Clean Fuel Standard
The Government of Canada announced in late 2016 that it would consult with provinces and territories, Indigenous peoples, industries, and non-governmental organizations to develop a Clean Fuel Standard to reduce Canada’s greenhouse gas emissions (GHG) through the increased use of lower carbon fuels, energy sources and technologies.
The objective of the Clean Fuel Standard is to achieve 30 million tonnes of annual reductions in greenhouse gas emissions by 2030, making it an important contribution to the achievement of Canada’s target of reducing national emissions by 30% below 2005 levels by 2030. The CFS will be a performance-based approach designed to incent the innovation and adoption of clean technologies in the oil and gas sector and the development and use of low-carbon fuels throughout the economy.
The Clean Fuel Standard regulations will cover all fossil fuels used in Canada, but will set separate requirements for liquid, gaseous and solid fossil fuels. It is being developed in a phased approach, with liquid fuel class regulations being developed first followed by gaseous and solid fuel class regulations. The Clean Fuel Standard is complementary to other climate policies and investments being made under the Pan Canadian Framework on Clean Growth and Climate Change – including carbon pollution pricing. These policies work in concert to reduce emissions across the economy, and create incentives for innovation and clean growth.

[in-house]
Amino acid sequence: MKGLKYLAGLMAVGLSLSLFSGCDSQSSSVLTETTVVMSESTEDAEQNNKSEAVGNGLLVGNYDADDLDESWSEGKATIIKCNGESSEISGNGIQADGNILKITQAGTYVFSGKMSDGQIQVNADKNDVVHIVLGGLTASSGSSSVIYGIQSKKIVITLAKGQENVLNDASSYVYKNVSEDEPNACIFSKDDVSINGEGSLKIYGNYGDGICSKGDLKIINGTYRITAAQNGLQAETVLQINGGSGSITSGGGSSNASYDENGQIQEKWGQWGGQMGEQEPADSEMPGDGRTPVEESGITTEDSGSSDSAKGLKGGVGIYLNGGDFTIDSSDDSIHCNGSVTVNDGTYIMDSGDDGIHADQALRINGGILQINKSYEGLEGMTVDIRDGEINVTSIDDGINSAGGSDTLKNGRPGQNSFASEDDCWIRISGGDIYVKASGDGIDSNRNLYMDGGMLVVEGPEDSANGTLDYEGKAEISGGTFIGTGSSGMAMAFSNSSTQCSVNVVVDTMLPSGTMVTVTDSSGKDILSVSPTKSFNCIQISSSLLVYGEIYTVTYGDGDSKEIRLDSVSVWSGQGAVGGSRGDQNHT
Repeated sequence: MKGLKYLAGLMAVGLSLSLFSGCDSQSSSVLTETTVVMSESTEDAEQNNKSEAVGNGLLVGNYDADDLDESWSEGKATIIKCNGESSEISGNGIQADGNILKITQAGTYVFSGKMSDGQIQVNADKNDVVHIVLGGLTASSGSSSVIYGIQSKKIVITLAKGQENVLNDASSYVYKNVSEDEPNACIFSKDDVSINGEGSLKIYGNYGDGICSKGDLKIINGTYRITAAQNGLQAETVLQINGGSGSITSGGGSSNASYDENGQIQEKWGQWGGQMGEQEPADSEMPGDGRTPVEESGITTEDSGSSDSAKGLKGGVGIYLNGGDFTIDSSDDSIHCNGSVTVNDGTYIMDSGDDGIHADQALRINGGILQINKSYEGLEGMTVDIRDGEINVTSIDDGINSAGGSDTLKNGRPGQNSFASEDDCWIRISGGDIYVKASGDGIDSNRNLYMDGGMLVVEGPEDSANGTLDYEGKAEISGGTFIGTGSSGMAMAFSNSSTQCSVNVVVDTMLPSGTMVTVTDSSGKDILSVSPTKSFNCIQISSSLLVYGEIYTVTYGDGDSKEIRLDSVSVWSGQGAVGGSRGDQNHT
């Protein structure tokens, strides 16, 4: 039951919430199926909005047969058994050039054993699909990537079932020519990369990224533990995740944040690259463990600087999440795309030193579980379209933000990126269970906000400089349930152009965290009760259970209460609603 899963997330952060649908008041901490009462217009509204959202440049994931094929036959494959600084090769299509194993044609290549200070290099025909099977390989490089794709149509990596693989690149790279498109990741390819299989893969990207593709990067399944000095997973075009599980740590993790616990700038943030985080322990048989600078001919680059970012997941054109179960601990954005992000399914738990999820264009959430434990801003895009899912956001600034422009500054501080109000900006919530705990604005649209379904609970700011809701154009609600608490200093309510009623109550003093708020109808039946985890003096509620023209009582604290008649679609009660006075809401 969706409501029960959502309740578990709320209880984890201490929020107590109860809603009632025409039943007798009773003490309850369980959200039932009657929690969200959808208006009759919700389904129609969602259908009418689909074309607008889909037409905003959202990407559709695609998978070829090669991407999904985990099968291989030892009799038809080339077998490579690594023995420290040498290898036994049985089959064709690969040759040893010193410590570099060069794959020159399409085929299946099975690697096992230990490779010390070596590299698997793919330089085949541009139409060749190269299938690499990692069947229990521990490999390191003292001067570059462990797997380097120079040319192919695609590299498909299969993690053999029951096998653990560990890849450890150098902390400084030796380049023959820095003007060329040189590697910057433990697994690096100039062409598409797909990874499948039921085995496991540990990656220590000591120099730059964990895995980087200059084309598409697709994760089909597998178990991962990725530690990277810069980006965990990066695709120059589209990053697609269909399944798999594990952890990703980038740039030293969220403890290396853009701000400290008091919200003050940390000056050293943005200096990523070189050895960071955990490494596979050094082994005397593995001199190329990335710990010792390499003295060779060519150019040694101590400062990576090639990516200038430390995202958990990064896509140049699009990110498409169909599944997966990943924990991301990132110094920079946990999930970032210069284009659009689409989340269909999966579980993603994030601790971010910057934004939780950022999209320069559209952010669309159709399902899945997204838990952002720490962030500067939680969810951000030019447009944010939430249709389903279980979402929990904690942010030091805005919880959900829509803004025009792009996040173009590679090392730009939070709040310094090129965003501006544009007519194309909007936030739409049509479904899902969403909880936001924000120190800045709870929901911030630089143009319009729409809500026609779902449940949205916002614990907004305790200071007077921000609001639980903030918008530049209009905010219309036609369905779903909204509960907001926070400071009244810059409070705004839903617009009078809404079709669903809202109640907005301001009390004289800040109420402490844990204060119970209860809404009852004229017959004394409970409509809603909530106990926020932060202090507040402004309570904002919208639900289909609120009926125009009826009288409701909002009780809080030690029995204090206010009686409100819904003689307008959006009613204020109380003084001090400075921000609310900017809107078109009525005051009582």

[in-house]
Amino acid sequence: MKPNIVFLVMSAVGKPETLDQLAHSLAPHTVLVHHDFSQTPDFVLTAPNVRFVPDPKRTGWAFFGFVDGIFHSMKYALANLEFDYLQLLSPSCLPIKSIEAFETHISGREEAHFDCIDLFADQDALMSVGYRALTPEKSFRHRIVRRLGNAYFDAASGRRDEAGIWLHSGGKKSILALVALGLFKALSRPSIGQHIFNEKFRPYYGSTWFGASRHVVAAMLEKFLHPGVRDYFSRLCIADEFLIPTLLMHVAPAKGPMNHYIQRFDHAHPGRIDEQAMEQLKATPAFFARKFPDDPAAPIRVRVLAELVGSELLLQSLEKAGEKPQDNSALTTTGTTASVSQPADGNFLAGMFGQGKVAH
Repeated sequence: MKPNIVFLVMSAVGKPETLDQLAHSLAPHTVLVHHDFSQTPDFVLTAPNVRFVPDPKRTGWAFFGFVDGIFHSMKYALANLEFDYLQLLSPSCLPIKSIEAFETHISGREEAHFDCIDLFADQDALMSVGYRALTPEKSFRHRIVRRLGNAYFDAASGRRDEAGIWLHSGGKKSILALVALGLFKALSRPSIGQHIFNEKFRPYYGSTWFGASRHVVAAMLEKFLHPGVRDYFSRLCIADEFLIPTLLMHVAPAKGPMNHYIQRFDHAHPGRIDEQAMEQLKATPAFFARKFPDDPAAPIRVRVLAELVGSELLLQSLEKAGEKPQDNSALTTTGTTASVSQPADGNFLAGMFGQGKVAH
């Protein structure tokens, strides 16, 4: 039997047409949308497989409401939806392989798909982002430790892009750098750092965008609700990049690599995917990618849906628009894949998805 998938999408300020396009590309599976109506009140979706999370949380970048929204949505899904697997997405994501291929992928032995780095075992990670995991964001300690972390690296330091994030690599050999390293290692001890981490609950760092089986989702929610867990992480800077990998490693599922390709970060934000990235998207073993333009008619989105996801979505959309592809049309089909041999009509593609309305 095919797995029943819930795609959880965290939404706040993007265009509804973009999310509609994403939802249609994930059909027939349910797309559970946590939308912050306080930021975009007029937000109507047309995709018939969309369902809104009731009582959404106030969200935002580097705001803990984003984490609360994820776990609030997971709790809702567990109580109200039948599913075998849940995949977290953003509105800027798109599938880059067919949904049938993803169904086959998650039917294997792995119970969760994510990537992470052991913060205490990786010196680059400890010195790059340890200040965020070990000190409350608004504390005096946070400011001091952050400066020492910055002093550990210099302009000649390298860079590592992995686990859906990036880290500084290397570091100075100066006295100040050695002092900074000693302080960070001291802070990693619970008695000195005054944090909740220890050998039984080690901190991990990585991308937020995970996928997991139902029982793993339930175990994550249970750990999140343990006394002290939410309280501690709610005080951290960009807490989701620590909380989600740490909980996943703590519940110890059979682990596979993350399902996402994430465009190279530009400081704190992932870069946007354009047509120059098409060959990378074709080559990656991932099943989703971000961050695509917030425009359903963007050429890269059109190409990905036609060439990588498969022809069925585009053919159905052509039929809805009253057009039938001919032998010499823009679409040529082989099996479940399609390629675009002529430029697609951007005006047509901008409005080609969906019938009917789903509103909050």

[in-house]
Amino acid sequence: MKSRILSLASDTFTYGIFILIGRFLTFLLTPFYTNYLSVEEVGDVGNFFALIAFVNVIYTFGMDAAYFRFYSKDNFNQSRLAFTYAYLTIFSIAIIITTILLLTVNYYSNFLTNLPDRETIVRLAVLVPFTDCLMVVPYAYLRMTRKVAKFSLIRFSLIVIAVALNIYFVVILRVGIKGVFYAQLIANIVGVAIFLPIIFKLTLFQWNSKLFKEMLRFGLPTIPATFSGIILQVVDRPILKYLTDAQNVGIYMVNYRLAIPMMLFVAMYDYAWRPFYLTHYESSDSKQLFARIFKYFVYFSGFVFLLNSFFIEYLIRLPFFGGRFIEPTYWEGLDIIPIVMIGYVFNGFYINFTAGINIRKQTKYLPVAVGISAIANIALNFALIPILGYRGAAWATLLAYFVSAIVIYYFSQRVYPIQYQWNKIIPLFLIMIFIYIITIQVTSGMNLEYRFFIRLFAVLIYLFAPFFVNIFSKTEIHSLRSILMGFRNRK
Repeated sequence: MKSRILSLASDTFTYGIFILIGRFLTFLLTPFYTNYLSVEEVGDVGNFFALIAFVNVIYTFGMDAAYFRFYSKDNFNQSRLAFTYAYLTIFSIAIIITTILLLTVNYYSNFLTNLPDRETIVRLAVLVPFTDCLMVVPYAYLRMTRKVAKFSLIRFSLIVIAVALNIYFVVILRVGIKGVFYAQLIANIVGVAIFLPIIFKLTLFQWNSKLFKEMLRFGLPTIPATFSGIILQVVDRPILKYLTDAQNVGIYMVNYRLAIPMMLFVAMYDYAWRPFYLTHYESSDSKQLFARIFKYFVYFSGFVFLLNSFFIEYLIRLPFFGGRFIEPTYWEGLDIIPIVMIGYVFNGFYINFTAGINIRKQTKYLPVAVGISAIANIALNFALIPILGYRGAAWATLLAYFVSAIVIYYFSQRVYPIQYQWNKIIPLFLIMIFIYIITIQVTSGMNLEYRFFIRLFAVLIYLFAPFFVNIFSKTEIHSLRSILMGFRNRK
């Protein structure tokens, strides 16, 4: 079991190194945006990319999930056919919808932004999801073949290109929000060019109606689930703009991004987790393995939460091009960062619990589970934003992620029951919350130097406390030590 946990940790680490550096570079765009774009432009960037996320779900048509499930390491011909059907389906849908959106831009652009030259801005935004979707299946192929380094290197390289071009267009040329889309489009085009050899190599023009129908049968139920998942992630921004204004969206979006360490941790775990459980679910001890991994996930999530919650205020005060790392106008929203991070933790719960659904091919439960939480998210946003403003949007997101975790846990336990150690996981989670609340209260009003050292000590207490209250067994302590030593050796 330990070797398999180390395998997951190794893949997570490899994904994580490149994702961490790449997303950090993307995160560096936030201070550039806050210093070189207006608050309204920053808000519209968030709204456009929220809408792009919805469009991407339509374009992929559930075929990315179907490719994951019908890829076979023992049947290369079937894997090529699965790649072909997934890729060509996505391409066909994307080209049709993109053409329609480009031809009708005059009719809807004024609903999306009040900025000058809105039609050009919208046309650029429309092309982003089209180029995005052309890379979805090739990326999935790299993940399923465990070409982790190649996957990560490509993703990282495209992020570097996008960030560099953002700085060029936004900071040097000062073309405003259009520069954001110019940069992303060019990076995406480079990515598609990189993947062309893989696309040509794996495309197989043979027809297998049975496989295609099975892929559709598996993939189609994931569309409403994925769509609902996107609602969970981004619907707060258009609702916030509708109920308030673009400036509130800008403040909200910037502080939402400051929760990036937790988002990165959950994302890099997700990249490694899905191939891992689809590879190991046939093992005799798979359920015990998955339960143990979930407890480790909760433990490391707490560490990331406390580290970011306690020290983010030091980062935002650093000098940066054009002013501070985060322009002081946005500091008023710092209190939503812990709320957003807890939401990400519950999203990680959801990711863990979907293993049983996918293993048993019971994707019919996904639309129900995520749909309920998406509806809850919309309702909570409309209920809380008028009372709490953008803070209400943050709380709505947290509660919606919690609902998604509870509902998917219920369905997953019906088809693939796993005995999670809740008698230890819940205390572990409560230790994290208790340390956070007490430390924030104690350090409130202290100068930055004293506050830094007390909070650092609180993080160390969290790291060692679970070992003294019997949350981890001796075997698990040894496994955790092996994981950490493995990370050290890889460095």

Proposed Regulatory Approach: June 2019
On June 28, 2019 Environment and Climate Change Canada released the Proposed Regulatory Approach for the Clean Fuel Standard. This document presents the full regulatory design for the liquid fossil fuel regulations of the Clean Fuel Standard, developed with extensive engagement and consultations with stakeholders. It builds upon the Regulatory Design Paper published in December 2018 as well as the Clean Fuel Standard Regulatory Framework published in December 2017. The Proposed Regulatory Approach is a key step in the development of the Clean Fuel Standard, as it provides the full set of requirements and credit creation opportunities that will be included in the liquid class regulations. Comments on the paper are requested by August 26, 2019.
We also encourage interested stakeholders to check out the Clean Fuel Standard backgrounder.
- 2019 to 2020: Consultations continue on the design of the liquid fuel regulations and on the gaseous and solid fuel class regulations.
- Early 2020: Proposed regulations for the liquid fuel class of the Clean Fuel Standard published in Canada Gazette, Part I, followed by consultations on the proposal. Final regulations planned for early 2021.
- January 1, 2022: Liquid fuel class regulations come into force.